Storytelling became the focus of my life when I became a newspaper reporter in Winston-Salem, NC. With a notebook in hand, I listened to people talk about their lives, I heard the differences in each voice, and I learned how lives can turn on a moment, or how change can develop over decades. I learned that stories are a vital way of understanding each other.
State and national awards came my way for newspaper stories about people and their lives over six years on daily and weekly staffs.
Later, I wrote for organizations like Crisis Control Ministries and a student-loan processing company. I found the human story in assignments for non-profit organizations and large businesses.
My path changed when I began ghostwriting for publications as large as Guideposts Magazine, with a circulation of three million. In addition to some of my own stories, I told the stories for people who rehabilitated wildlife, crusaded for campus safety, and experienced personal change that altered their viewpoints. I also developmentally edited the full-length life story of a woman who was a pioneer in the real estate business in the 1960s.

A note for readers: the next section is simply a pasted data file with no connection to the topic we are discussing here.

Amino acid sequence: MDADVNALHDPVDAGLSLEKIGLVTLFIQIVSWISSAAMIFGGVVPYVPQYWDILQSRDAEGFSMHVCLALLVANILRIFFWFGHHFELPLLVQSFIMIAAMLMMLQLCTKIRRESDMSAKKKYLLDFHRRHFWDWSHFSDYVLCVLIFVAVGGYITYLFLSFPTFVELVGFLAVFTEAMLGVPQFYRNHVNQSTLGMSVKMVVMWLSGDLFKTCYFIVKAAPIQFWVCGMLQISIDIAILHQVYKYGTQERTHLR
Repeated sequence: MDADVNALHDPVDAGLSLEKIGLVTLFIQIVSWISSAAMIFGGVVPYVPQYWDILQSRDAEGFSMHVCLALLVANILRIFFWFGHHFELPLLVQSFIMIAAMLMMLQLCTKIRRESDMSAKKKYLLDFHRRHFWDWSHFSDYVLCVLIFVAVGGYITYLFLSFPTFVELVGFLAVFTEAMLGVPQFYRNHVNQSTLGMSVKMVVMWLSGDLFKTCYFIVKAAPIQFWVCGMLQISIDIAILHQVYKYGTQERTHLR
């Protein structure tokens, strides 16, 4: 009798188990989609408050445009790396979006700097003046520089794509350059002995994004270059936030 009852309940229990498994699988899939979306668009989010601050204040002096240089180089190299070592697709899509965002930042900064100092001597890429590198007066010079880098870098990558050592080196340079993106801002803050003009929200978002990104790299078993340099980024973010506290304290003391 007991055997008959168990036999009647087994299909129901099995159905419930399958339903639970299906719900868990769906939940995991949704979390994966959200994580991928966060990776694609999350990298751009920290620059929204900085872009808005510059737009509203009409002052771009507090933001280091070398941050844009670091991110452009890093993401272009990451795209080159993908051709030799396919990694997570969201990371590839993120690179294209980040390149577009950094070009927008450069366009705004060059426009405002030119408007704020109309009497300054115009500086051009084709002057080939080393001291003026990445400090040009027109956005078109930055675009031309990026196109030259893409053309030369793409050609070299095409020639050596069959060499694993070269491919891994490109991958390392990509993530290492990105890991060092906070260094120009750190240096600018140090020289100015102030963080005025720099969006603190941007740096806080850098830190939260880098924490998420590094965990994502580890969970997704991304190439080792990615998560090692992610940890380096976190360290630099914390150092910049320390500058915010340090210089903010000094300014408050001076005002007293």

A few years ago, I dug into the craft of writing fiction with some of the best writers in the country and earned an MFA in Fiction from Warren Wilson College’s Program in Writing.
One thing never changes: Stories help me to make sense of the world, and I continue to find new ones to tell.